Saturday, July 7, 2012

The Bus Boys - American Worker

Hailing from Los Angeles, California, the Bus Boys started out as a Top 40 cover band before branching out into their own original material. The group consisted of brothers Brian (keyboards, vocals) and Kevin O’Neal (bass, vocals), Gus Louderman (vocals), Mike Jones (keyboards, vocals, Victor Johns (guitar) and Steve Felix (drums).

This month marks the thirtieth anniversary of the group's second studio album American Worker.

This May of 1982 release got an added boost when the band appeared in the film 48 Hrs. which was released in December of that year. The film's star Eddie Murphy was so taken with the group that he had them open for his Delirious standup comedy tour the following year.

The title track opens side one. "American Worker" opens with a jackhammer pounding drumbeat, followed by a rock/synth mix that makes a fun dance track. Hearing this one again after many decades, it is like visiting a forgotten friend; I am sure I either heard this a lot on the radio or perhaps even on MTV (if there were a video for it).

The track "New Shoes" was performed by the Bus Boys in 48 Hrs.. This high-energy rocking track mixes in a rollicking piano part.

The opening and chorus hook of "Last Forever" sounds like it could have come right off a Springsteen album.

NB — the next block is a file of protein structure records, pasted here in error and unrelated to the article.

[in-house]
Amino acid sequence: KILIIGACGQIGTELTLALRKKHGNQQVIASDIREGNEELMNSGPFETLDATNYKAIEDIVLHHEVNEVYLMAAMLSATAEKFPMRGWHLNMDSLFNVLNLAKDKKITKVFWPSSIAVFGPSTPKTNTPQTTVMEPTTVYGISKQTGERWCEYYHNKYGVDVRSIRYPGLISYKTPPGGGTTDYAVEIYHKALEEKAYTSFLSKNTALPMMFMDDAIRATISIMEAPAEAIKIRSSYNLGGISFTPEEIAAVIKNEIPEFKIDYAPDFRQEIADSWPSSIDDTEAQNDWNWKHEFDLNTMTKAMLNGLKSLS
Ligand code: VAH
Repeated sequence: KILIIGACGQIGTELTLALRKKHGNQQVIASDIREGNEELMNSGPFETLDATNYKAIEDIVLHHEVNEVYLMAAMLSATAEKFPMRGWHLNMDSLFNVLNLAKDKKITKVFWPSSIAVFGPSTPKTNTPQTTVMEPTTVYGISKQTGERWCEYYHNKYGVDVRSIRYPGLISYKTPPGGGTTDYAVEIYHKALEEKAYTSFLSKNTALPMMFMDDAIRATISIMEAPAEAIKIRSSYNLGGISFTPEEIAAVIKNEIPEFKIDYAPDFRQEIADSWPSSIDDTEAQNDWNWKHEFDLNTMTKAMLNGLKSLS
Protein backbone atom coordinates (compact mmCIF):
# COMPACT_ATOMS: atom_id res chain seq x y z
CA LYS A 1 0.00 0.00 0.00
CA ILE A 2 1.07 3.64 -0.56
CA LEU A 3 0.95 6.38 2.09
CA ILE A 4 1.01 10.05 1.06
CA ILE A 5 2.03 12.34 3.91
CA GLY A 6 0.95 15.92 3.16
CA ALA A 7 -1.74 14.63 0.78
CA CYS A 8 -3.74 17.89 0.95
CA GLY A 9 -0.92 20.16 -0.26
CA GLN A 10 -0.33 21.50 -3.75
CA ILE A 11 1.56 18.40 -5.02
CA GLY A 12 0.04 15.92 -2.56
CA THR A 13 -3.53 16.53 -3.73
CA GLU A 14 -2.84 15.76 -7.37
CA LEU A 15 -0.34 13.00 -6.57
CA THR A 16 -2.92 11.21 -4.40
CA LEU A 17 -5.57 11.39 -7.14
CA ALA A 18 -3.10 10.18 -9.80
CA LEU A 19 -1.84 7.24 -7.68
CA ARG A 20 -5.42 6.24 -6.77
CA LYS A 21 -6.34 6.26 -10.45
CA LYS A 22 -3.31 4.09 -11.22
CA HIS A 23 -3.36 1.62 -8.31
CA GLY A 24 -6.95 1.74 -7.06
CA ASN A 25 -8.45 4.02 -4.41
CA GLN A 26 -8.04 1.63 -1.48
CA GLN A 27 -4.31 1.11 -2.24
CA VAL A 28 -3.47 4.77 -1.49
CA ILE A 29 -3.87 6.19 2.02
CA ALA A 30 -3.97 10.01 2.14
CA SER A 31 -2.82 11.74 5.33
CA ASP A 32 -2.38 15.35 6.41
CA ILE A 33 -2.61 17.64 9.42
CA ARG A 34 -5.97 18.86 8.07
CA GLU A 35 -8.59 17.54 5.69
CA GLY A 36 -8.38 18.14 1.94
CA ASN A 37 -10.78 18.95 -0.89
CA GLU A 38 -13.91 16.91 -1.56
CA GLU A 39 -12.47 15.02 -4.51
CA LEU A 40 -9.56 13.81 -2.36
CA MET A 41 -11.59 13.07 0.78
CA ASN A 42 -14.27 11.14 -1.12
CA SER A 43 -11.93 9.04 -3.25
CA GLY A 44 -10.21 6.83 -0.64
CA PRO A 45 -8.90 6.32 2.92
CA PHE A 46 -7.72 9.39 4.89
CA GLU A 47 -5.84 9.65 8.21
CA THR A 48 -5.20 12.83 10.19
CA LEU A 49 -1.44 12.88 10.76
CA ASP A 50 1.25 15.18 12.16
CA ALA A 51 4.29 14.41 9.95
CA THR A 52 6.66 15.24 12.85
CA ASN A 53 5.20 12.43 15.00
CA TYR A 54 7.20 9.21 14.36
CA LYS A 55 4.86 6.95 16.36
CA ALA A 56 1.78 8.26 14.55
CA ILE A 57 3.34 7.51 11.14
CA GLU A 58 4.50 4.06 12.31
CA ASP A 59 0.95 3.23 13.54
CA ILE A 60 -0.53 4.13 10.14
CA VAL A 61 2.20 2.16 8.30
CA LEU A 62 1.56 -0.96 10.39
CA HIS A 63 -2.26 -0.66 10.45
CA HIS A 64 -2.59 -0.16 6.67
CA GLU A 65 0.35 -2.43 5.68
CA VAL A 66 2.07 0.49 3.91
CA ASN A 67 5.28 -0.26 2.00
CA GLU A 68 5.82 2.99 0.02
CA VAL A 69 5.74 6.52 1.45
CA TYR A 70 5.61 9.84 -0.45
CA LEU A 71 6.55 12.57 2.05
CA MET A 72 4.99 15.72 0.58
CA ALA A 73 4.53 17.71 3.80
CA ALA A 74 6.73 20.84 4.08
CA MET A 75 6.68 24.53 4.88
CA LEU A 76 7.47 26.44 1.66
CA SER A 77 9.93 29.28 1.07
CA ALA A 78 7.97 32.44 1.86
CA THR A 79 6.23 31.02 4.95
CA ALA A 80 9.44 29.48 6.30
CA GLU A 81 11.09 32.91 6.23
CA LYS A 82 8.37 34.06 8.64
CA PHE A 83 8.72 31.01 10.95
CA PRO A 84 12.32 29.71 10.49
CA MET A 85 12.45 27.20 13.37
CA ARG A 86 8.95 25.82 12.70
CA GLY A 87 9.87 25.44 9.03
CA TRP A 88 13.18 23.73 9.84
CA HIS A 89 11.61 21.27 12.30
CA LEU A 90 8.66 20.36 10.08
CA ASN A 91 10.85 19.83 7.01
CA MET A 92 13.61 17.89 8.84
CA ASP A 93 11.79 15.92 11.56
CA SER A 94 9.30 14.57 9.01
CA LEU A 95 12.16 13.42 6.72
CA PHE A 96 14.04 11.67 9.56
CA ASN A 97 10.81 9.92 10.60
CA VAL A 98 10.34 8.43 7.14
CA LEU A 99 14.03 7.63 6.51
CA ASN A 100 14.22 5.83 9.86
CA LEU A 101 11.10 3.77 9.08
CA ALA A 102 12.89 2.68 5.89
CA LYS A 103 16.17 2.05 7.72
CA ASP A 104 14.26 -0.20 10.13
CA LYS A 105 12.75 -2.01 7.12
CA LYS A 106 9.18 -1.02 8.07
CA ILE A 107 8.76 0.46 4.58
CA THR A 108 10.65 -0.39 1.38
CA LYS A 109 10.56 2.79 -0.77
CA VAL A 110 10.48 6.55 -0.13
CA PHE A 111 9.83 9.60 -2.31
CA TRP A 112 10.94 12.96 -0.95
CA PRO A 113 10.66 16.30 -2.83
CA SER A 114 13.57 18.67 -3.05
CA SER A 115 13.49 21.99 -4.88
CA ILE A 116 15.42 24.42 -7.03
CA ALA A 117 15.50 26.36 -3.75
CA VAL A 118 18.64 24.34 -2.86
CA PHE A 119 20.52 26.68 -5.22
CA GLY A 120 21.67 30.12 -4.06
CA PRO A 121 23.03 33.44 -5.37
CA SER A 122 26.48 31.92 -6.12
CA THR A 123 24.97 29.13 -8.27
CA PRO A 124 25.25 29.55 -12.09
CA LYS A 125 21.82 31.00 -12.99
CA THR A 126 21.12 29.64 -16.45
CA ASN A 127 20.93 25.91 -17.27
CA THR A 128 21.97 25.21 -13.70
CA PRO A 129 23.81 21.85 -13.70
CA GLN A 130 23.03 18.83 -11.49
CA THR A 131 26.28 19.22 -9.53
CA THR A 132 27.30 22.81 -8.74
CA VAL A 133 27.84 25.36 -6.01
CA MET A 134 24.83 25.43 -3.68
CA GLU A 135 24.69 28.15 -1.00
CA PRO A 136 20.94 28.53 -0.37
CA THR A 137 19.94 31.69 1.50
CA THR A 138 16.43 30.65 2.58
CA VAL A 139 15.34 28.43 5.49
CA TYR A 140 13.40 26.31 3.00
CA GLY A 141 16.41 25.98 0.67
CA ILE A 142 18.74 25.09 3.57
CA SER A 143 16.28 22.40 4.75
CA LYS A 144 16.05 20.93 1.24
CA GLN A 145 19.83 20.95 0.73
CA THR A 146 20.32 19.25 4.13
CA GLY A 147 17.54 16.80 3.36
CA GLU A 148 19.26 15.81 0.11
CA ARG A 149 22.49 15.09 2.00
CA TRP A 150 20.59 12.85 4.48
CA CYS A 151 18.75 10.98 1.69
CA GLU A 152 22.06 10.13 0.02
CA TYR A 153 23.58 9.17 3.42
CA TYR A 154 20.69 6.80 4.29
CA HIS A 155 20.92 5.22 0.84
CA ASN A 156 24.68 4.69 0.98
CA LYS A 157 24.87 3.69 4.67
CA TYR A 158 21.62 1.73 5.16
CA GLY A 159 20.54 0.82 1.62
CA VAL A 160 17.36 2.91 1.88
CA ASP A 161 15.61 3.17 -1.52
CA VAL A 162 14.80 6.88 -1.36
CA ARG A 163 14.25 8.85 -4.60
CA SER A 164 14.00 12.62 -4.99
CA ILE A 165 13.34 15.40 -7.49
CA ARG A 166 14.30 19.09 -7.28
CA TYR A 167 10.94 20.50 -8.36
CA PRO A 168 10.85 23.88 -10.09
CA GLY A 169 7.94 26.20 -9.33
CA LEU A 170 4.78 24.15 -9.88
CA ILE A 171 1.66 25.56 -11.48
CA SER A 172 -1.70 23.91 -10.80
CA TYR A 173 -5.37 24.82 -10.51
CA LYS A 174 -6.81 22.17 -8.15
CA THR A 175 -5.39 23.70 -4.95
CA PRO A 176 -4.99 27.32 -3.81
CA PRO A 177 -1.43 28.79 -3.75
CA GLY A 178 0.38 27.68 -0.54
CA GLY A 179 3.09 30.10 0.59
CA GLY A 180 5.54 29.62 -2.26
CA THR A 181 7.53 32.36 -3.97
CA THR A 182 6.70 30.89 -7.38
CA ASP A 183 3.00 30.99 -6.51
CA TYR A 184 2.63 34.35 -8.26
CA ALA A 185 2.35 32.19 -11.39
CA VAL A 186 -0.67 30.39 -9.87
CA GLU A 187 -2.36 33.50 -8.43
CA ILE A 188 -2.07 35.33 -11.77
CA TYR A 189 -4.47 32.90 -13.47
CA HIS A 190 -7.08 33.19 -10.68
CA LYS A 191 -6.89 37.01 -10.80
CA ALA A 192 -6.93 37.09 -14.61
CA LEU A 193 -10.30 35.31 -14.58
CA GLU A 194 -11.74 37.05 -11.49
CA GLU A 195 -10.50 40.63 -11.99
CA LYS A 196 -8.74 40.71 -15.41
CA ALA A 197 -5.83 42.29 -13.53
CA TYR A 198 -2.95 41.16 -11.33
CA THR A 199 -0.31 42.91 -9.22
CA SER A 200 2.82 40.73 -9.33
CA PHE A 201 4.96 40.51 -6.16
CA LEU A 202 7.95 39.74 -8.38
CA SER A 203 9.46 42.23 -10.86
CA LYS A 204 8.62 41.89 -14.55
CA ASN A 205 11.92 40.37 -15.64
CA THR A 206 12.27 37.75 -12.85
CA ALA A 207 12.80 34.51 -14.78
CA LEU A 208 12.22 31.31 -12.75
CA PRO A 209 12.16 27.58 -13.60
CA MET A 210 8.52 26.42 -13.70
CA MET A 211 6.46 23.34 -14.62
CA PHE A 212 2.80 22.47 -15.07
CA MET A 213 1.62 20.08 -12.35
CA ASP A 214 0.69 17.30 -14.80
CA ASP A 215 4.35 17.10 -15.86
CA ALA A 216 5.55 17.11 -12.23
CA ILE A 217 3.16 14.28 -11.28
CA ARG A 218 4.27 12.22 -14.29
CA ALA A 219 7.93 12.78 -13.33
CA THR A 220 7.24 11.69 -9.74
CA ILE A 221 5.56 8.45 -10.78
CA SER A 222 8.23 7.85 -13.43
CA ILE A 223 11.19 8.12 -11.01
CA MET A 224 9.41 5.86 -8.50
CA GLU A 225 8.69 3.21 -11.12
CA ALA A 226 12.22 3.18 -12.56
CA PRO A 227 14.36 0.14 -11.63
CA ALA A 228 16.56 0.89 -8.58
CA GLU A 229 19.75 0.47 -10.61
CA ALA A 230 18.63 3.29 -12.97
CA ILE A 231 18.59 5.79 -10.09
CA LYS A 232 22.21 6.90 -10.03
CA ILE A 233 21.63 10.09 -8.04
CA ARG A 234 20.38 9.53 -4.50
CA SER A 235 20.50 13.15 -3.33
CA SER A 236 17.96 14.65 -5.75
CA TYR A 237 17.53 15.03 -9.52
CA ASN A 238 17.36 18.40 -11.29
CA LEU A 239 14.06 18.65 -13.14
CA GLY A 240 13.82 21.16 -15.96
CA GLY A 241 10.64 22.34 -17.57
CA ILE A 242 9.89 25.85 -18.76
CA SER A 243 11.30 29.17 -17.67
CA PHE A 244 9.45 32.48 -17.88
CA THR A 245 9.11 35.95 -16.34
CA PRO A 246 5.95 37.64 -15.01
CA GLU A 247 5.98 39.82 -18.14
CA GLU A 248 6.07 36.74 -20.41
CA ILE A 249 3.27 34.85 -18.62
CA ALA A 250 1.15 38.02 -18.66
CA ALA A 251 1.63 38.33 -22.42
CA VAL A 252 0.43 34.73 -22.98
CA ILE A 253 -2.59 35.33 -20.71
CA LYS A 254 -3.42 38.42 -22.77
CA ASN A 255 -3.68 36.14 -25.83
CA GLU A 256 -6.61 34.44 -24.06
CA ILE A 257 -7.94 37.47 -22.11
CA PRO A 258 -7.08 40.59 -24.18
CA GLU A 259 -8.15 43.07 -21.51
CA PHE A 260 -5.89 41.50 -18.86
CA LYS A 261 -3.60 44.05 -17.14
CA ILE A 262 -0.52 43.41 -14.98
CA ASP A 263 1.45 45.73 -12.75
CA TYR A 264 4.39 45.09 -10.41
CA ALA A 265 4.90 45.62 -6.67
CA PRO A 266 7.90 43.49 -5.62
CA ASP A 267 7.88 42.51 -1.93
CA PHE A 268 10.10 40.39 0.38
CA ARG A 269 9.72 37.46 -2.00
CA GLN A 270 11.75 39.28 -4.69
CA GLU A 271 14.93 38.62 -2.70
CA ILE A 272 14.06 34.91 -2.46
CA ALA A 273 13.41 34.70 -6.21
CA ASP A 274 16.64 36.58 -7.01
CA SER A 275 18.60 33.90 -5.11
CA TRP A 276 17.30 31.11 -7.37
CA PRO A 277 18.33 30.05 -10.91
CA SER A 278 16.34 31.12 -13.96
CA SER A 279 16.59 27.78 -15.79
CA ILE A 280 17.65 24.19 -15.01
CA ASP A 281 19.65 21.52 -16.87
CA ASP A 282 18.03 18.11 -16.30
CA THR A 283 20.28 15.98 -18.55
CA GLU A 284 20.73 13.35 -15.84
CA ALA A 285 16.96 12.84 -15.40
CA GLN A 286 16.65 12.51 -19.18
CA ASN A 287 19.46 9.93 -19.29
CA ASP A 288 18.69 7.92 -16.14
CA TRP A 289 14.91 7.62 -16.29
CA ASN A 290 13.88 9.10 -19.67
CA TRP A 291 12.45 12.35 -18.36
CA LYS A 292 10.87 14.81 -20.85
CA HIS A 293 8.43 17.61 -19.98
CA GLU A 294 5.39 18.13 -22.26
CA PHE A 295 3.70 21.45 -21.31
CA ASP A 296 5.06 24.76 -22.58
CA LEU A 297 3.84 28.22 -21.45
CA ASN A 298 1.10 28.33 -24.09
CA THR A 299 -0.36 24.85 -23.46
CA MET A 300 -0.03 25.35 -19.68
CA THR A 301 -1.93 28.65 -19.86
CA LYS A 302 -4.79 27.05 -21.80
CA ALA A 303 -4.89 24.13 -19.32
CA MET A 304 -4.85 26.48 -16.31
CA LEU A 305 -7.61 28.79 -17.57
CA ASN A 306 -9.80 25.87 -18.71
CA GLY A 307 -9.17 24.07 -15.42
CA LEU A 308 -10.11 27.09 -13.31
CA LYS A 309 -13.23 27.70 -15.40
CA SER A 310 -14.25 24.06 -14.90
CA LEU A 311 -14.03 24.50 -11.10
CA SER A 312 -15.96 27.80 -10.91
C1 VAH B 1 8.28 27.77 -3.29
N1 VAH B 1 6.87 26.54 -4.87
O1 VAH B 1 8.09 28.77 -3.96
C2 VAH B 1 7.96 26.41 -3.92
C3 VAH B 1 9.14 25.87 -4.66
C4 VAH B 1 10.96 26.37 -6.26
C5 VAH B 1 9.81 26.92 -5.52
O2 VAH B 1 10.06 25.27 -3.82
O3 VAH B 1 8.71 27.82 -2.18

The band changes things up by going down the reggae route with "Opportunity". Once more, they switch up genres with great ease and sound good doing so.

"Heart and Soul" continues that island-sound with an emphasis on the keyboards and raw sexual energy. In 1983, Huey Lewis and the News did a successful cover of the tune for their third album Sports, riding it up the charts. Hearing both versions on two back-to-back days, I can easily see both having a place in my music library.

Side two begins with "I Get Lost", a rocking number about being distracted while trying to attain a major goal. If the Bus Boys were not an inspiration to Living Colour, I would be greatly surprised. This one sounds like it came straight out of the later group’s back catalog.

"Soul Surfing U.S.A." is a nice send up to 60’s surf-rock right down to the musical style. The lyrics make a tongue-in-cheek statement about the segregation of beach scenes a few decades prior.

"Yellow Lights" is a cautionary warning to future generations set to have a heavy rock groove.

With "Falling in Love", we switch genres again - this time landing on new-wave. The lyrics address the unexplainable aspects of falling in love.

The album closes with "I Believe", another new-wave track that brings to mind Devo. Here, the band takes on religion and faith.

American Worker is a hodge-podge of musical styles, which prevents the record from getting repetitive or boring. The Bus Boys possess the chops to pull each type very well. Some would say though that perhaps this is more copycat work versus developing a signature style. I do not see it that way at all; I see it as a band that likes many kinds of music and can play them all equally well.

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